This anecdote is way off topic but there has been some talk here about if only we could go to the future. It made me realize that that once happened to me. It was only about seven hours into the future but what I reported back greatly reassured my friends.
It was at the end of 1999, and I was in Europe. We stayed up for the New Year (2000) when all the computers were supposed to collapse, civilization was supposed to collapse as well, and the paranoid people were stocking up on canned goods and firearms and buying isolated well-defendable cabins in the country. Those of you who are old enough will remember. At a half-hour after midnight we called some friends in the US Central time zone to wish them a Happy New Year before going to bed. It was only 5:30 PM there. To our friends, we were in the future, seven hours in the future! They anxiously asked us over and over again whether everything was working, the electricity? the phone? etc? etc? We reassured them. They were SO happy and relieved! And that was our experience of being in the future.
While off-topic, pretty sure I get what you’re going with by posting this, and it reminds me of the post I made yesterday that probably got a bit lost in the shuffle. http://discussion.fool.com/early-4-week-summary-for-the-faint-he…
Speaking of (the) future(s), looks like the market will be opening up this morning. Where it goes from there…
Now if TD Ameritrade will get their system working this morning, I will feel a bit better about things.
I decided it would be safer not to be sailing because some instruments might stop working so I kept my boat moored. I took no other precautions.
I had a similar experience of life being better in the future.
My family was driving West along the beautiful, clean, and smooth highways of the beautiful forest-lined and scenic I-94 highway in the great state of Michigan, hugging the waters of the mighty Lake of the same name.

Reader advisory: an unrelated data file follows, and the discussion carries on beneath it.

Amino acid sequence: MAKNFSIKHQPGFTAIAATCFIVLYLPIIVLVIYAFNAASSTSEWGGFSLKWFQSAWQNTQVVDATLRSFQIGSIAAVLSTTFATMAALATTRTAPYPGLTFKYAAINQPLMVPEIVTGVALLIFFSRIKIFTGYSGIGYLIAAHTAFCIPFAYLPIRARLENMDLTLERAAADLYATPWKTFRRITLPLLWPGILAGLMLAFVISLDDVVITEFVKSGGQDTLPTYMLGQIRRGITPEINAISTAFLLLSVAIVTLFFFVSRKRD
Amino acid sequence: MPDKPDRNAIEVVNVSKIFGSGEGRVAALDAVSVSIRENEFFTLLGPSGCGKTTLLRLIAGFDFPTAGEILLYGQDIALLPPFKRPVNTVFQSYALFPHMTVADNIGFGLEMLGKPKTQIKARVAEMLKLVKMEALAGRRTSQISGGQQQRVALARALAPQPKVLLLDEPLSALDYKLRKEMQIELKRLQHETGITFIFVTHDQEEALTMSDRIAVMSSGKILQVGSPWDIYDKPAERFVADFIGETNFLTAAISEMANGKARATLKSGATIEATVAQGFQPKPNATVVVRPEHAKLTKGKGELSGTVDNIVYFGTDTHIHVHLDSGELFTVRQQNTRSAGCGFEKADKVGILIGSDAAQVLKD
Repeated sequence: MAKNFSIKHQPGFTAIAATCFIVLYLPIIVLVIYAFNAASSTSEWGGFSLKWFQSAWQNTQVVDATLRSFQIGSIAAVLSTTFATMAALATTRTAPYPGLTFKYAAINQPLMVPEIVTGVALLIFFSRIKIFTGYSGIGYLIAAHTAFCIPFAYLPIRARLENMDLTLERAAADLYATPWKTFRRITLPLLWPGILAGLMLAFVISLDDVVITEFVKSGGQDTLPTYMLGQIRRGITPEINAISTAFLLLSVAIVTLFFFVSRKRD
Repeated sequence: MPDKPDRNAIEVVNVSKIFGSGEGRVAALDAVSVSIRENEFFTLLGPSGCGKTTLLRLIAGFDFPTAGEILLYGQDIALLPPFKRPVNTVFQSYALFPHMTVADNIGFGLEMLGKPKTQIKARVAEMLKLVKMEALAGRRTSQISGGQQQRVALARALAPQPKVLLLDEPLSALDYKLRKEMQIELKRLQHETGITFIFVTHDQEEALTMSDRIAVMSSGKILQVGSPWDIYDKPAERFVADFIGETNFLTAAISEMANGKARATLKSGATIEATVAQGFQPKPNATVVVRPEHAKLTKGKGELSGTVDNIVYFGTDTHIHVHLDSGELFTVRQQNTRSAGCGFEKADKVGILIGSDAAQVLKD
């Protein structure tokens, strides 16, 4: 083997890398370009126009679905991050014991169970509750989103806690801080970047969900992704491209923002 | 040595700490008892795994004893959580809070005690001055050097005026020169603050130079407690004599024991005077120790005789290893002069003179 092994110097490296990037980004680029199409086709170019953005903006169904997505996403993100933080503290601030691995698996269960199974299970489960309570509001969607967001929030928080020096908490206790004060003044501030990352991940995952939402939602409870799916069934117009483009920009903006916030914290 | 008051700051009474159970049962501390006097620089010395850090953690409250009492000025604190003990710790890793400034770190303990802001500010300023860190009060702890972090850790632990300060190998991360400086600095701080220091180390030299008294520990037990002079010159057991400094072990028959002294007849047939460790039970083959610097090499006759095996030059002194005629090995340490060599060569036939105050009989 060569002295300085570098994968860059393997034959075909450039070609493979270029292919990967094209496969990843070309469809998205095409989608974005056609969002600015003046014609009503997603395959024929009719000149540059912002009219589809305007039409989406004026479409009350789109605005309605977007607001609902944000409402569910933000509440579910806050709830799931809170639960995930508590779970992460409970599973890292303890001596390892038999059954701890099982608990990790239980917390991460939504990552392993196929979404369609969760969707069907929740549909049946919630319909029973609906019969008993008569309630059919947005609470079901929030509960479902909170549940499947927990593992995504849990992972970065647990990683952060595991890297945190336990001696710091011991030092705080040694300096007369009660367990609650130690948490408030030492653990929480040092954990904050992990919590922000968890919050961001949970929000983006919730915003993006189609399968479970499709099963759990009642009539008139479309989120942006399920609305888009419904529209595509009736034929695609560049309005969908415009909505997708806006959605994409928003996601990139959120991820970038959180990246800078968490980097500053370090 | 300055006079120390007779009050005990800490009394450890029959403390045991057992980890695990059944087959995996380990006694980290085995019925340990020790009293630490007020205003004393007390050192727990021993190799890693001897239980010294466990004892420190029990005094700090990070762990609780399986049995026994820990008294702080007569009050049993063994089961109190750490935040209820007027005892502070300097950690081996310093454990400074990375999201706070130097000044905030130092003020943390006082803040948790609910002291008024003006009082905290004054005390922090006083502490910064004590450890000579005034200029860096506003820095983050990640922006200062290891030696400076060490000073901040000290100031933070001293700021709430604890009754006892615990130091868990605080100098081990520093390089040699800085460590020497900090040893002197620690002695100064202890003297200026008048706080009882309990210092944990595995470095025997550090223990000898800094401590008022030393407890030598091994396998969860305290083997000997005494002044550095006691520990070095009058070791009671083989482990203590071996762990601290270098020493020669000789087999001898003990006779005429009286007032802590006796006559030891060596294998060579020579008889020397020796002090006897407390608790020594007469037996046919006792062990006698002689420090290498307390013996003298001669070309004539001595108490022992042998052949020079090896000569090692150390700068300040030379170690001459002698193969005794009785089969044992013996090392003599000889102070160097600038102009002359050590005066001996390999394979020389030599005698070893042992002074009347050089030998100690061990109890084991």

Then we hit Indiana…ugh…it was akin to that smell your garbage can gets if you forgot to take it out to the curb one week and it sat longer in your garage than it normally would.
By the time we hit Illinois and the Central time zone, we found ourselves immersed in the “wet sock smell” phase of I-94: hopelessly ensnared in dead-still traffic with multiple lane closures caused, apparently, by construction, yet our eyes searched to the edge of the horizon and not a single worker or piece of equipment was stirring.
The future is, indeed, always better. Always forward my friend…always forward!
I remember Y2K vividly. I was in IT at the time working for a major aerospace firm. There was a lot of effort devoted to updating databases and applications to accommodate a 4 digit year. Meanwhile, there was a lot of fear instilled in people (via the press) about what might happen and very little examination given to what the actual impact might be if some limited number of shops didn’t get it right. The notion that every IT shop on the planet would be asleep at the wheel, which is what it would take for the anticipated catastrophe to occur was ludicrous.
My take at the time was mostly amusement. I kept telling people that any single IT shop goes through all kinds of gyrations to deal with a technical issue with broad implications and there was absolutely no way possible for this single issue regarding how dates are stored and processed to strike the entire world simultaneously. There was no way that this not very technical problem was going to destroy civilization. It would take in incomprehensible, world-wide level of incompetence for the predicted outcome to take place.
And of course, it came and went with almost no impact. Just a few minor, inconsequential hiccups here and there.